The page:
Anyway, I am absolutely a fan of re-imaginings of fairy tale stories and I thought this was so creative, and I very much enjoyed that it wasn’t all happiness and kittens and rainbows. There are hardships to face and despite taking place in a fictional land, it all felt very real to me. I have become a huge fan of Jim C Hines because of this series (and his Magic Ex Libris series, which features an amazing librarian character who can pull items out of books and then use them–so cool).

Here’s the summary for the first book of the series, The Stepsister Scheme:

You know how all those old fairy tales take you through lots of scary adventures till you finally reach that inevitable line: “And they lived happily ever after…” Guess what? It’s not true. Life in never-never land isn’t all sweetness and light. Cinderella – whose real name is Danielle Whiteshore (nee Danielle de Glas) – does marry Prince Armand. And (if you can ignore the pigeon incident) their wedding is a dream-come-true.

But not long after the “happily ever after,” Danielle is attacked by her stepsister Charlotte, who suddenly has all sorts of magic to call upon. And though Talia – otherwise known as Sleeping Beauty – comes to the rescue (she’s a martial arts master, and all those fairy blessings make her almost unbeatable), Charlotte gets away.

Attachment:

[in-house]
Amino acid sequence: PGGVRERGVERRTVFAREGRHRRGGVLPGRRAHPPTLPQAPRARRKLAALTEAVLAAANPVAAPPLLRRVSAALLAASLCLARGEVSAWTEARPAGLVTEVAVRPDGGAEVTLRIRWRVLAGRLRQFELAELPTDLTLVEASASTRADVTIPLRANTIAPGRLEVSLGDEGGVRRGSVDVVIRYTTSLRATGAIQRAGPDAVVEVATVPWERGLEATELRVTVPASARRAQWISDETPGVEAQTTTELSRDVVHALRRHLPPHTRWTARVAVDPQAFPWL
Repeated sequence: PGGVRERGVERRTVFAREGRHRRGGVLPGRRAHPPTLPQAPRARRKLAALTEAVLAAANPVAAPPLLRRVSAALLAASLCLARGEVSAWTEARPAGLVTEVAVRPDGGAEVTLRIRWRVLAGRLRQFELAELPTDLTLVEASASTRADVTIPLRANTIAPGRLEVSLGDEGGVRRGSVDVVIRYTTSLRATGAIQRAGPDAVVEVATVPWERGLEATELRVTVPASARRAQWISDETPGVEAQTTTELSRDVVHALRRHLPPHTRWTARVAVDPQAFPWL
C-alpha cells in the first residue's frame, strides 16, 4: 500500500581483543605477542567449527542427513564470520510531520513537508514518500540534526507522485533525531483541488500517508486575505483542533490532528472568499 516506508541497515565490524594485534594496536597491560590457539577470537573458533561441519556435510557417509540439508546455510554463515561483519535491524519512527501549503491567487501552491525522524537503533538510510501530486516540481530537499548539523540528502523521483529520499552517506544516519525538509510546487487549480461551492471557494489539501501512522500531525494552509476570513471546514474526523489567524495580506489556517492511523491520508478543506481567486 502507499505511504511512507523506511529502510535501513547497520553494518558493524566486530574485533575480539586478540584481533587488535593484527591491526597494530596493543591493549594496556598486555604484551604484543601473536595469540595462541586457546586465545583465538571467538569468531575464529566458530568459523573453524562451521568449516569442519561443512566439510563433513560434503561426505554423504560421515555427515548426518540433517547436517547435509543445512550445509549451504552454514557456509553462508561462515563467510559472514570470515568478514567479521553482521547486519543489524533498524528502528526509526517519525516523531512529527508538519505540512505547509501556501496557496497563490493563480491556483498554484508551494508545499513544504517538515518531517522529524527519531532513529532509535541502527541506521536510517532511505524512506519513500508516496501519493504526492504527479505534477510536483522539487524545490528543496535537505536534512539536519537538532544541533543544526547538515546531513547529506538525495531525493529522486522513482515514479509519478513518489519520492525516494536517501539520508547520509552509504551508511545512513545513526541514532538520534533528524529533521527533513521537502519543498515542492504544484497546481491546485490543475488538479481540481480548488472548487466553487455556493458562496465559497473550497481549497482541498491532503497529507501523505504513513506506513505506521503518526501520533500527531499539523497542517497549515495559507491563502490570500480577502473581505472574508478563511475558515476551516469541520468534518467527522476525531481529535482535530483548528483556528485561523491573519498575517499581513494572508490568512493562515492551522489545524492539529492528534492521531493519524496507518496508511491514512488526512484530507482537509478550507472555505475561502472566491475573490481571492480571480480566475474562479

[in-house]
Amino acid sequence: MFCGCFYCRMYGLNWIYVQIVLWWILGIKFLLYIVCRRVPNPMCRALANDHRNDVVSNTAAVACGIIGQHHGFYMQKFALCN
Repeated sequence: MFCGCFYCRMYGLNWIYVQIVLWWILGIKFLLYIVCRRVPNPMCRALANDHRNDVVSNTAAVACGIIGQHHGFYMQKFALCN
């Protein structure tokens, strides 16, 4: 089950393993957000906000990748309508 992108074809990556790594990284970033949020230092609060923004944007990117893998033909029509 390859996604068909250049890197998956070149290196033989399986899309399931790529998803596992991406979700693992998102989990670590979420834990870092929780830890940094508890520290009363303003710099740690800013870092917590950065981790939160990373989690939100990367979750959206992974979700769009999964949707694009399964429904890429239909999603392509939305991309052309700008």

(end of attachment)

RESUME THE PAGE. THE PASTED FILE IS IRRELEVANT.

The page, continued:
That’s when Danielle discovers a number of disturbing facts: Armand has been kidnapped and taken to the realm of the Fairies; Danielle is pregnant with his child; and the Queen has her very own Secret Service that consists of Talia and Snow (White, of course). Snow is an expert at mirror magic and heavy-duty flirting.

Can three princesses track down Armand and extract both the prince and themselves from the clutches of some of fantasyland’s most nefarious villains?

I’ll be honest, I think Talia is my favorite character. The second book introduces us to an insane version of the Little Mermaid, and wow, that was actually pretty interesting to read. My favorite of the series just might be the third book, which brings in Red Riding Hood, who is a bad ass assassin. The final book wraps up the storylines and gives us a dark version of Snow (who is possessed by a demon). It’s certainly not a 100% happily ever after style ending, but I think that stays true to the concept of the series.

All in all the Princess series is phenomenal and I kind of wish there were more books to look forward to. Maybe someday in the future Hines will decide to return to this lovely world because there are so many fairy tale characters out there that more stories could certainly crop up.

Review: Passenger by Alexandra Bracken

Hey all, Dani here.

 

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Summary

Passage, n.
i. A brief section of music composed of a series of notes and flourishes.